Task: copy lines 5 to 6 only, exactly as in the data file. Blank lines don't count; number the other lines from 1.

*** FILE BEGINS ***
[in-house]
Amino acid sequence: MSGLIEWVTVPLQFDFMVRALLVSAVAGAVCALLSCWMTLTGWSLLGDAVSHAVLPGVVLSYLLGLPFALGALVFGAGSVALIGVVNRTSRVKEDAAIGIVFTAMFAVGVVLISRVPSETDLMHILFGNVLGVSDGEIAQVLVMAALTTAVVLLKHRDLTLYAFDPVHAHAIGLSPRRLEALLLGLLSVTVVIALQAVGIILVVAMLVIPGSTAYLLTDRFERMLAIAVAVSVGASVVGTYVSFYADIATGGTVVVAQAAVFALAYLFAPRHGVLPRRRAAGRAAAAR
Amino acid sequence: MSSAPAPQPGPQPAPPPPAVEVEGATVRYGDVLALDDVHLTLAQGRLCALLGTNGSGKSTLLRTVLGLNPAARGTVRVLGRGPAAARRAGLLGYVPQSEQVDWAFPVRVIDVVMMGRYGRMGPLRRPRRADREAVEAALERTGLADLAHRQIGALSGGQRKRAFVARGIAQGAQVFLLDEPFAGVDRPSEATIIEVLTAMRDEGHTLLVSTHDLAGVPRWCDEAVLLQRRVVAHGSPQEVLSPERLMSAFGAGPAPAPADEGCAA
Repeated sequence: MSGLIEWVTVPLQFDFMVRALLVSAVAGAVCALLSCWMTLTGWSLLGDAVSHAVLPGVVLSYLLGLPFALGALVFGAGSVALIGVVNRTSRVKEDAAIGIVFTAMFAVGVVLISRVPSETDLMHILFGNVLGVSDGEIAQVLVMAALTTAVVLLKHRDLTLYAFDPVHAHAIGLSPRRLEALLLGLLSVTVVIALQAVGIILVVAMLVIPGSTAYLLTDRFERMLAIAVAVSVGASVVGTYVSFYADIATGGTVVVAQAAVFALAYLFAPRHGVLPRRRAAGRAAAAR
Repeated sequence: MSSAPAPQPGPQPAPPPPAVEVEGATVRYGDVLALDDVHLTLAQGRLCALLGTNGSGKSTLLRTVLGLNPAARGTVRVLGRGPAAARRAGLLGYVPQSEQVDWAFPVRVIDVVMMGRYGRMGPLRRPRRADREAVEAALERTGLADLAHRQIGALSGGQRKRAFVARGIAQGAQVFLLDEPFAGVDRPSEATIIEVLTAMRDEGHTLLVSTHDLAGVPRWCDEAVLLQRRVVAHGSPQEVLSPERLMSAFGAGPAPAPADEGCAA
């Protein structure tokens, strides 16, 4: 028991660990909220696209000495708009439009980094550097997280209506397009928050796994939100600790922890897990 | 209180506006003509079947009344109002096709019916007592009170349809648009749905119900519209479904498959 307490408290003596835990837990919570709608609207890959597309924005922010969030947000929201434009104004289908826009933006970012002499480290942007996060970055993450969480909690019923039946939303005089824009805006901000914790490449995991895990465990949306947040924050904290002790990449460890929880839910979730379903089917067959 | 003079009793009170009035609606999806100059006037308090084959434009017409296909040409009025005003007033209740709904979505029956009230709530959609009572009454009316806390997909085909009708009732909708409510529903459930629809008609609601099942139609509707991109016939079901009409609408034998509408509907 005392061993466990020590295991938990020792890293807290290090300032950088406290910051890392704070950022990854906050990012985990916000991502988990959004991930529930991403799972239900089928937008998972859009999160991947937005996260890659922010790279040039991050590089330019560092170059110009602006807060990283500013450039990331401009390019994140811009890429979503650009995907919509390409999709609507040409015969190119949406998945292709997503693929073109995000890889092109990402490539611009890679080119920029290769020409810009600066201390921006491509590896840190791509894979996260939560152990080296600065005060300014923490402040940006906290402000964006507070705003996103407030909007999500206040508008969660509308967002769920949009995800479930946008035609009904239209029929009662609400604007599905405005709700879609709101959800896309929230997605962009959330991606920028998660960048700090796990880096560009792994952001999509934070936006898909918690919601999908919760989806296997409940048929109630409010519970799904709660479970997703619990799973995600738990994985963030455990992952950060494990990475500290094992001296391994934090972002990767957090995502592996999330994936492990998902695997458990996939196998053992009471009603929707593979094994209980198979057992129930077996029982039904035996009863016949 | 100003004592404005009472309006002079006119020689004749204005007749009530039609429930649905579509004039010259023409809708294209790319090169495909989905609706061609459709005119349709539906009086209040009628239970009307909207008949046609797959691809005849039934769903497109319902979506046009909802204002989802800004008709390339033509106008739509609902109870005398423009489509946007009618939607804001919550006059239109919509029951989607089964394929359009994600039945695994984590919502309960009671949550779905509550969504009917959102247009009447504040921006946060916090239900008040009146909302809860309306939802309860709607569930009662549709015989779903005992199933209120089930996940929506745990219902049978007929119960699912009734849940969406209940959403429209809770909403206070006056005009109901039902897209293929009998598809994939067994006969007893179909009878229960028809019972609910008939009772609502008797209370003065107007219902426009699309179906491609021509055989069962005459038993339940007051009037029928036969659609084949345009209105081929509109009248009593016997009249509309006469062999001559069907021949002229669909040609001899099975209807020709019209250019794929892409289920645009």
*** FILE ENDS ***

Repeated sequence: MSSAPAPQPGPQPAPPPPAVEVEGATVRYGDVLALDDVHLTLAQGRLCALLGTNGSGKSTLLRTVLGLNPAARGTVRVLGRGPAAARRAGLLGYVPQSEQVDWAFPVRVIDVVMMGRYGRMGPLRRPRRADREAVEAALERTGLADLAHRQIGALSGGQRKRAFVARGIAQGAQVFLLDEPFAGVDRPSEATIIEVLTAMRDEGHTLLVSTHDLAGVPRWCDEAVLLQRRVVAHGSPQEVLSPERLMSAFGAGPAPAPADEGCAA
């Protein structure tokens, strides 16, 4: 028991660990909220696209000495708009439009980094550097997280209506397009928050796994939100600790922890897990 | 209180506006003509079947009344109002096709019916007592009170349809648009749905119900519209479904498959 307490408290003596835990837990919570709608609207890959597309924005922010969030947000929201434009104004289908826009933006970012002499480290942007996060970055993450969480909690019923039946939303005089824009805006901000914790490449995991895990465990949306947040924050904290002790990449460890929880839910979730379903089917067959 | 003079009793009170009035609606999806100059006037308090084959434009017409296909040409009025005003007033209740709904979505029956009230709530959609009572009454009316806390997909085909009708009732909708409510529903459930629809008609609601099942139609509707991109016939079901009409609408034998509408509907 005392061993466990020590295991938990020792890293807290290090300032950088406290910051890392704070950022990854906050990012985990916000991502988990959004991930529930991403799972239900089928937008998972859009999160991947937005996260890659922010790279040039991050590089330019560092170059110009602006807060990283500013450039990331401009390019994140811009890429979503650009995907919509390409999709609507040409015969190119949406998945292709997503693929073109995000890889092109990402490539611009890679080119920029290769020409810009600066201390921006491509590896840190791509894979996260939560152990080296600065005060300014923490402040940006906290402000964006507070705003996103407030909007999500206040508008969660509308967002769920949009995800479930946008035609009904239209029929009662609400604007599905405005709700879609709101959800896309929230997605962009959330991606920028998660960048700090796990880096560009792994952001999509934070936006898909918690919601999908919760989806296997409940048929109630409010519970799904709660479970997703619990799973995600738990994985963030455990992952950060494990990475500290094992001296391994934090972002990767957090995502592996999330994936492990998902695997458990996939196998053992009471009603929707593979094994209980198979057992129930077996029982039904035996009863016949 | 100003004592404005009472309006002079006119020689004749204005007749009530039609429930649905579509004039010259023409809708294209790319090169495909989905609706061609459709005119349709539906009086209040009628239970009307909207008949046609797959691809005849039934769903497109319902979506046009909802204002989802800004008709390339033509106008739509609902109870005398423009489509946007009618939607804001919550006059239109919509029951989607089964394929359009994600039945695994984590919502309960009671949550779905509550969504009917959102247009009447504040921006946060916090239900008040009146909302809860309306939802309860709607569930009662549709015989779903005992199933209120089930996940929506745990219902049978007929119960699912009734849940969406209940959403429209809770909403206070006056005009109901039902897209293929009998598809994939067994006969007893179909009878229960028809019972609910008939009772609502008797209370003065107007219902426009699309179906491609021509055989069962005459038993339940007051009037029928036969659609084949345009209105081929509109009248009593016997009249509309006469062999001559069907021949002229669909040609001899099975209807020709019209250019794929892409289920645009």